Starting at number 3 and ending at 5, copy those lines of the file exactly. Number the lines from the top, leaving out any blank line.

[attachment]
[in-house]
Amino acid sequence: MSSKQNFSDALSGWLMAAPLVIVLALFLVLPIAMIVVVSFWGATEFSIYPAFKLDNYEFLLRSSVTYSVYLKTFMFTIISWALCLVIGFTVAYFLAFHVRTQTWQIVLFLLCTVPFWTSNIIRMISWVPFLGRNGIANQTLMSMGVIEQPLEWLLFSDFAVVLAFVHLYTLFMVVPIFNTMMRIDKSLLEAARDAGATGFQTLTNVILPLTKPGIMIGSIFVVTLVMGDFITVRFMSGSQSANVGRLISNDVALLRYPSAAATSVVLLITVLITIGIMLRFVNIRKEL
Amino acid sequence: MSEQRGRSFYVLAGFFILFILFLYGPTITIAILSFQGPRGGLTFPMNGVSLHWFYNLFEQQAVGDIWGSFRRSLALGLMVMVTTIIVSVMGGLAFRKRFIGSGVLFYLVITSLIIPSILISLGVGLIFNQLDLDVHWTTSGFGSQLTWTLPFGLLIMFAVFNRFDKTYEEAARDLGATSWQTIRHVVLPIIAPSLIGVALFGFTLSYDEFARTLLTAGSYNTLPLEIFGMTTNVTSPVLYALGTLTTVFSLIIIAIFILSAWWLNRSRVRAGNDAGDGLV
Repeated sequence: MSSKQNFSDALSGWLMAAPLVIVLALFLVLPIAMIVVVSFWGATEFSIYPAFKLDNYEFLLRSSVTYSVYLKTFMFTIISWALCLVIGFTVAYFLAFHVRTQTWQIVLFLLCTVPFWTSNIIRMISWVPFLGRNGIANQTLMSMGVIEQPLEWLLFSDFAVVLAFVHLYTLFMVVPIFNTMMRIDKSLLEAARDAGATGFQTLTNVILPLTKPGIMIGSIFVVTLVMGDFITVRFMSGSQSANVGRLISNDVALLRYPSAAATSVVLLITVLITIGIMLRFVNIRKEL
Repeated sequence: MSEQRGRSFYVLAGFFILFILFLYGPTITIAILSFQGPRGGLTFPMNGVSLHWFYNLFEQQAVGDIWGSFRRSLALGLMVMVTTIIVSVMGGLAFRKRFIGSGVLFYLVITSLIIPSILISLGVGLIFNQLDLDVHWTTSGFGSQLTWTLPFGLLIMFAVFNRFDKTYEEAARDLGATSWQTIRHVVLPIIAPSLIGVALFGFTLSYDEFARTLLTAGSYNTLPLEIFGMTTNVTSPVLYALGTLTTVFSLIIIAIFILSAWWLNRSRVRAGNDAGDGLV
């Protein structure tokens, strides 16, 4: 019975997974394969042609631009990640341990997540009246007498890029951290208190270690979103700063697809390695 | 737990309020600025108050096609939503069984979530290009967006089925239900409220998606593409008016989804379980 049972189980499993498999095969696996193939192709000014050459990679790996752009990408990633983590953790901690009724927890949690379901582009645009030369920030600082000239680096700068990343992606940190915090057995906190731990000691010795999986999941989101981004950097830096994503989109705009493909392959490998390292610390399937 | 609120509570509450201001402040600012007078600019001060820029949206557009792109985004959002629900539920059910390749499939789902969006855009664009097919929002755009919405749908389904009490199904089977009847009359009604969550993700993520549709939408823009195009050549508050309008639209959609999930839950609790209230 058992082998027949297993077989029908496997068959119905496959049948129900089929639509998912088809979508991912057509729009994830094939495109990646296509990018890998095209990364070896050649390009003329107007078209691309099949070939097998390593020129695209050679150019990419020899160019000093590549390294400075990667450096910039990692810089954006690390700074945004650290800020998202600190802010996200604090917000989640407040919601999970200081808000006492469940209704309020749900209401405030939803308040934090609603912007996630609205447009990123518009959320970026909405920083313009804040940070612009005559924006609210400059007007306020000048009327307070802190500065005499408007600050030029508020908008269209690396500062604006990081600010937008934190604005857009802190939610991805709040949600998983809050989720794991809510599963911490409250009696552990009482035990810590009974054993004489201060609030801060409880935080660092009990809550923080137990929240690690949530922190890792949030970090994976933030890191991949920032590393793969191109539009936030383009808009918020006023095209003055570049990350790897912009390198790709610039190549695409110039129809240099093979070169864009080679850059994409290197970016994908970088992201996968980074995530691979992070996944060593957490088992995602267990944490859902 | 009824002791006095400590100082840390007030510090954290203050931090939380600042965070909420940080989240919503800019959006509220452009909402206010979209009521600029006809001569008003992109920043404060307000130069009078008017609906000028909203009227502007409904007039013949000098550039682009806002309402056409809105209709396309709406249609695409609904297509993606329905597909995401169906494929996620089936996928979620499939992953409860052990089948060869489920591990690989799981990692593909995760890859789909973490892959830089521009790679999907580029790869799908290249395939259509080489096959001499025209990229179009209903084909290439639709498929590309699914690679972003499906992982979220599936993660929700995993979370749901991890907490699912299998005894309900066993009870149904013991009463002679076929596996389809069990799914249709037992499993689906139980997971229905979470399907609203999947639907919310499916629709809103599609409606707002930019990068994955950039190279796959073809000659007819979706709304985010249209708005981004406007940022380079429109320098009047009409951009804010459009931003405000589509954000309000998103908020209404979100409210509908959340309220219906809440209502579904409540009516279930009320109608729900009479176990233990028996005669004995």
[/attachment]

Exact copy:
Amino acid sequence: MSEQRGRSFYVLAGFFILFILFLYGPTITIAILSFQGPRGGLTFPMNGVSLHWFYNLFEQQAVGDIWGSFRRSLALGLMVMVTTIIVSVMGGLAFRKRFIGSGVLFYLVITSLIIPSILISLGVGLIFNQLDLDVHWTTSGFGSQLTWTLPFGLLIMFAVFNRFDKTYEEAARDLGATSWQTIRHVVLPIIAPSLIGVALFGFTLSYDEFARTLLTAGSYNTLPLEIFGMTTNVTSPVLYALGTLTTVFSLIIIAIFILSAWWLNRSRVRAGNDAGDGLV
Repeated sequence: MSSKQNFSDALSGWLMAAPLVIVLALFLVLPIAMIVVVSFWGATEFSIYPAFKLDNYEFLLRSSVTYSVYLKTFMFTIISWALCLVIGFTVAYFLAFHVRTQTWQIVLFLLCTVPFWTSNIIRMISWVPFLGRNGIANQTLMSMGVIEQPLEWLLFSDFAVVLAFVHLYTLFMVVPIFNTMMRIDKSLLEAARDAGATGFQTLTNVILPLTKPGIMIGSIFVVTLVMGDFITVRFMSGSQSANVGRLISNDVALLRYPSAAATSVVLLITVLITIGIMLRFVNIRKEL
Repeated sequence: MSEQRGRSFYVLAGFFILFILFLYGPTITIAILSFQGPRGGLTFPMNGVSLHWFYNLFEQQAVGDIWGSFRRSLALGLMVMVTTIIVSVMGGLAFRKRFIGSGVLFYLVITSLIIPSILISLGVGLIFNQLDLDVHWTTSGFGSQLTWTLPFGLLIMFAVFNRFDKTYEEAARDLGATSWQTIRHVVLPIIAPSLIGVALFGFTLSYDEFARTLLTAGSYNTLPLEIFGMTTNVTSPVLYALGTLTTVFSLIIIAIFILSAWWLNRSRVRAGNDAGDGLV